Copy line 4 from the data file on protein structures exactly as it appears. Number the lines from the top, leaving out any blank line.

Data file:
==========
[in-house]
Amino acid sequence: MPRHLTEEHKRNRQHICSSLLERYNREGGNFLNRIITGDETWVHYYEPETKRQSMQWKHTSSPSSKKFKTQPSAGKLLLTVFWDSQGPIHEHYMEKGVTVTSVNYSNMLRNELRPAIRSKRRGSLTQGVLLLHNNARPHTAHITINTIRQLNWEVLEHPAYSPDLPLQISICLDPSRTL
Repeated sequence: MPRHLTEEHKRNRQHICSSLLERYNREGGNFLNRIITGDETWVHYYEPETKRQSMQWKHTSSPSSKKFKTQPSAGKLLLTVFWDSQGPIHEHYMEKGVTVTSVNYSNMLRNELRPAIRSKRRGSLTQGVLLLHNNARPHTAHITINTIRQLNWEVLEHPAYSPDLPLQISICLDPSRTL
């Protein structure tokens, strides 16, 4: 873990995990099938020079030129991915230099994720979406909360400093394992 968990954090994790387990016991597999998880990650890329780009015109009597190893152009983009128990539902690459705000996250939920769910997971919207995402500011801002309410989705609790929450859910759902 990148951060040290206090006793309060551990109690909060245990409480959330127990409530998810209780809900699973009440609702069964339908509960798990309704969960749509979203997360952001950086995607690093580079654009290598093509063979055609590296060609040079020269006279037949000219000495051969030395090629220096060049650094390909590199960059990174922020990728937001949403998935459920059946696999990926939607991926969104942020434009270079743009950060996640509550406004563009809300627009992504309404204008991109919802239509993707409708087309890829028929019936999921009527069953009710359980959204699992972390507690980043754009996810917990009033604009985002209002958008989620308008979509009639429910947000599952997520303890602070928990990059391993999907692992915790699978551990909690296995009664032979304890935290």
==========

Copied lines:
């Protein structure tokens, strides 16, 4: 873990995990099938020079030129991915230099994720979406909360400093394992 968990954090994790387990016991597999998880990650890329780009015109009597190893152009983009128990539902690459705000996250939920769910997971919207995402500011801002309410989705609790929450859910759902 990148951060040290206090006793309060551990109690909060245990409480959330127990409530998810209780809900699973009440609702069964339908509960798990309704969960749509979203997360952001950086995607690093580079654009290598093509063979055609590296060609040079020269006279037949000219000495051969030395090629220096060049650094390909590199960059990174922020990728937001949403998935459920059946696999990926939607991926969104942020434009270079743009950060996640509550406004563009809300627009992504309404204008991109919802239509993707409708087309890829028929019936999921009527069953009710359980959204699992972390507690980043754009996810917990009033604009985002209002958008989620308008979509009639429910947000599952997520303890602070928990990059391993999907692992915790699978551990909690296995009664032979304890935290």